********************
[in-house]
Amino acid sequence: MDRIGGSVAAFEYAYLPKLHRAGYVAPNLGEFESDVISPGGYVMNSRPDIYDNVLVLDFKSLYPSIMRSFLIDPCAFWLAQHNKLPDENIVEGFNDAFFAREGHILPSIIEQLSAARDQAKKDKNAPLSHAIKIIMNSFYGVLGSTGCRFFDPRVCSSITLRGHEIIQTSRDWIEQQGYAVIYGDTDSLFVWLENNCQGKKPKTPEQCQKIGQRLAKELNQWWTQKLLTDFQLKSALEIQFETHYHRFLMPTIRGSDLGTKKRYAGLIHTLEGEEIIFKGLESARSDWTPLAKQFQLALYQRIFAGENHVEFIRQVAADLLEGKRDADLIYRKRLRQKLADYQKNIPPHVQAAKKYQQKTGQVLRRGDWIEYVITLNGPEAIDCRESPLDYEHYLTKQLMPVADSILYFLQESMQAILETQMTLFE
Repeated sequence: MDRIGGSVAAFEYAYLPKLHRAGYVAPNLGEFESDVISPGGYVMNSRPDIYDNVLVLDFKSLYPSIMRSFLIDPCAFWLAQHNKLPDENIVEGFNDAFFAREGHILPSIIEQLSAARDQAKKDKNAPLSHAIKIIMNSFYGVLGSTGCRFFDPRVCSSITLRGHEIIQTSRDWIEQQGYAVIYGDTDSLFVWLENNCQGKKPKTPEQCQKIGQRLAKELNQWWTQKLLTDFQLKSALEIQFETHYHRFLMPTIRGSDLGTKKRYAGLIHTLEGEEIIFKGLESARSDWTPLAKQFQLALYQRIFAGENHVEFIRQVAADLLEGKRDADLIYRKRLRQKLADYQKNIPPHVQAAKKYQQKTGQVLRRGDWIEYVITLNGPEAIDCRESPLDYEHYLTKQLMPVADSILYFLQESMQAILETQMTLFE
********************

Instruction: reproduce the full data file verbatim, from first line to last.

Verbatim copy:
[in-house]
Amino acid sequence: MDRIGGSVAAFEYAYLPKLHRAGYVAPNLGEFESDVISPGGYVMNSRPDIYDNVLVLDFKSLYPSIMRSFLIDPCAFWLAQHNKLPDENIVEGFNDAFFAREGHILPSIIEQLSAARDQAKKDKNAPLSHAIKIIMNSFYGVLGSTGCRFFDPRVCSSITLRGHEIIQTSRDWIEQQGYAVIYGDTDSLFVWLENNCQGKKPKTPEQCQKIGQRLAKELNQWWTQKLLTDFQLKSALEIQFETHYHRFLMPTIRGSDLGTKKRYAGLIHTLEGEEIIFKGLESARSDWTPLAKQFQLALYQRIFAGENHVEFIRQVAADLLEGKRDADLIYRKRLRQKLADYQKNIPPHVQAAKKYQQKTGQVLRRGDWIEYVITLNGPEAIDCRESPLDYEHYLTKQLMPVADSILYFLQESMQAILETQMTLFE
Repeated sequence: MDRIGGSVAAFEYAYLPKLHRAGYVAPNLGEFESDVISPGGYVMNSRPDIYDNVLVLDFKSLYPSIMRSFLIDPCAFWLAQHNKLPDENIVEGFNDAFFAREGHILPSIIEQLSAARDQAKKDKNAPLSHAIKIIMNSFYGVLGSTGCRFFDPRVCSSITLRGHEIIQTSRDWIEQQGYAVIYGDTDSLFVWLENNCQGKKPKTPEQCQKIGQRLAKELNQWWTQKLLTDFQLKSALEIQFETHYHRFLMPTIRGSDLGTKKRYAGLIHTLEGEEIIFKGLESARSDWTPLAKQFQLALYQRIFAGENHVEFIRQVAADLLEGKRDADLIYRKRLRQKLADYQKNIPPHVQAAKKYQQKTGQVLRRGDWIEYVITLNGPEAIDCRESPLDYEHYLTKQLMPVADSILYFLQESMQAILETQMTLFE